I do sympathize with folks who really can't afford or struggle to afford materials. I've been there in high school and college. But we will never help film survive by trying to make it cheap. We will help it survive be emphasizing the qualities and craft involved. It must be promoted among those who can afford it without worry about the cost. That's the only way the market is going to remain.
Manufacturers shouldn't fret about it but make the best materials they can possibly make, then charge what they need to charge to make a fair profit on them. Obviously there's a point where this wouldn't be true, for example if someone could market a paper that's marginally better than the second best paper but costs $10 per 8x10 sheet. But if you are anywhere near market prices, make a superior product and people will buy it. Witness Ilford's MGWT FB paper and Multigrade Art 300 papers. These are some of the most expensive papers available on the market, yet MGWT FB is wildly popular and Art is becoming popular. MGWT is perhaps the finest conventional fiber paper I've ever printed on. I currently use it when I want a warmer tone and Adox MCC 110 when I want a neutral tone, and that paper too is some of the most expensive available. Both are worth it.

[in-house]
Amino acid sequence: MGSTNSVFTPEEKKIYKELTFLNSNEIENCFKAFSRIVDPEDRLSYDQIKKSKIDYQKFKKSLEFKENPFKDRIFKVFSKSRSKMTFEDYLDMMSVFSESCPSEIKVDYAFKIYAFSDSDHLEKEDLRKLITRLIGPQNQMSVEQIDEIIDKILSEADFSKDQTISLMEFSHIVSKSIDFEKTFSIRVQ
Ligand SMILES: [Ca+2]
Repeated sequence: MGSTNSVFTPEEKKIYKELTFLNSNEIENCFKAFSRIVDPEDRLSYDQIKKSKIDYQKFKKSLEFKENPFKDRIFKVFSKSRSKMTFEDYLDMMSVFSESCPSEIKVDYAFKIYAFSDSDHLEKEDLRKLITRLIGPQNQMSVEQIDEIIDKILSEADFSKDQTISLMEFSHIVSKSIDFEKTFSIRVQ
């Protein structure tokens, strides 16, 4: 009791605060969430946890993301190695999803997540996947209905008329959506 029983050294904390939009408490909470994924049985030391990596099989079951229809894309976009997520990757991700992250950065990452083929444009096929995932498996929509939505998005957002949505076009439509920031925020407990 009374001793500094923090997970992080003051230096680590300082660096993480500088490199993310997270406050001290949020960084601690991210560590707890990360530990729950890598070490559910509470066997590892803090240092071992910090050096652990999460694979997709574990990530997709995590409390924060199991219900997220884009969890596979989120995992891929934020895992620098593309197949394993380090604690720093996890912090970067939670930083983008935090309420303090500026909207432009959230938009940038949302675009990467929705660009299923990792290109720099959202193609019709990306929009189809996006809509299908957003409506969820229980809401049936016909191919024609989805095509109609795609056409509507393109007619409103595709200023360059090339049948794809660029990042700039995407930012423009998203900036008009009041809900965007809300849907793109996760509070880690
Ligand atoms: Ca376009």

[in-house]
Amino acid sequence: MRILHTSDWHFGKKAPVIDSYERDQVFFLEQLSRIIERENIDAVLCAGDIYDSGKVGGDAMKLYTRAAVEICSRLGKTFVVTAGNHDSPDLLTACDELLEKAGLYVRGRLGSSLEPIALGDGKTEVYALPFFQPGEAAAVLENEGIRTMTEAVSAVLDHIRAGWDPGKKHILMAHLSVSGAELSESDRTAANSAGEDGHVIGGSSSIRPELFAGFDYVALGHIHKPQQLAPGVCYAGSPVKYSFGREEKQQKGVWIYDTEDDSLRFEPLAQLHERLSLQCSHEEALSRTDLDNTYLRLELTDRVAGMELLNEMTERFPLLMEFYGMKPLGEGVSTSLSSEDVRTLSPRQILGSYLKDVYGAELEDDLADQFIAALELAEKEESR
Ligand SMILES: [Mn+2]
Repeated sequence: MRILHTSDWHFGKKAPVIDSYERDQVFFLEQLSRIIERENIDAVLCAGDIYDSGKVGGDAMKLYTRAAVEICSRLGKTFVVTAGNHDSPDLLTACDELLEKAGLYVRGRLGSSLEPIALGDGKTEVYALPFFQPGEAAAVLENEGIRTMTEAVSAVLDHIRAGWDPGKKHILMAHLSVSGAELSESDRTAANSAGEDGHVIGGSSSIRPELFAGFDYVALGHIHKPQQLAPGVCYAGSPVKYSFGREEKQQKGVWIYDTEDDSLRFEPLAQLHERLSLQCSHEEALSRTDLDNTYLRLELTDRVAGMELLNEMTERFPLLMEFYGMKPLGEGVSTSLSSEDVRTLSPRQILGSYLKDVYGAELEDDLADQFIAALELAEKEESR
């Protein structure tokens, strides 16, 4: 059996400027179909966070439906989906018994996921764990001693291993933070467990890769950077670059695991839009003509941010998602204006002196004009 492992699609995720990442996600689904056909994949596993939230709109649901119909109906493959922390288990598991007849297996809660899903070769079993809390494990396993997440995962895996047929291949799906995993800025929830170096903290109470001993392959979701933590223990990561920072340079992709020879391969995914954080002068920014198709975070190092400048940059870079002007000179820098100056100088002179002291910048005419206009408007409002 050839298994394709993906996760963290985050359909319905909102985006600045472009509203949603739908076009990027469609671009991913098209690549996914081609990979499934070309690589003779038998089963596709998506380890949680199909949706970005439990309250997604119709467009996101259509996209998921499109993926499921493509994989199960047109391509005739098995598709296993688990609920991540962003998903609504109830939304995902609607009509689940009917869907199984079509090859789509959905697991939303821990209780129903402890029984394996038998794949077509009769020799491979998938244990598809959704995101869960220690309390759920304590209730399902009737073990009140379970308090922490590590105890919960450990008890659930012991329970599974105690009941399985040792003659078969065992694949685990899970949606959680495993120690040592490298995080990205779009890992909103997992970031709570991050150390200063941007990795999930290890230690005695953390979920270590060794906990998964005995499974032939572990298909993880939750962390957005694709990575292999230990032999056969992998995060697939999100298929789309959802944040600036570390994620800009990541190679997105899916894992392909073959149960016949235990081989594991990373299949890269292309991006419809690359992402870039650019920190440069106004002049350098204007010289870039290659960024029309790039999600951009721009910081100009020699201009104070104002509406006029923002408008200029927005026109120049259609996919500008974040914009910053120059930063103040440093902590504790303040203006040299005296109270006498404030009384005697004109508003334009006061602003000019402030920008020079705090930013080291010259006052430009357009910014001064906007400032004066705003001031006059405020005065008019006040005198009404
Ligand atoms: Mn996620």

Make it superb, charge what you need to charge, promote film among those who can afford to pay what it costs. This doesn't mean, of course, that one is unsympathetic or discouraging to those who can't. Perhaps groups can get together and buy in larger quantities. People can discuss techniques for saving materials. More importantly, people will learn to make each shot and each print count.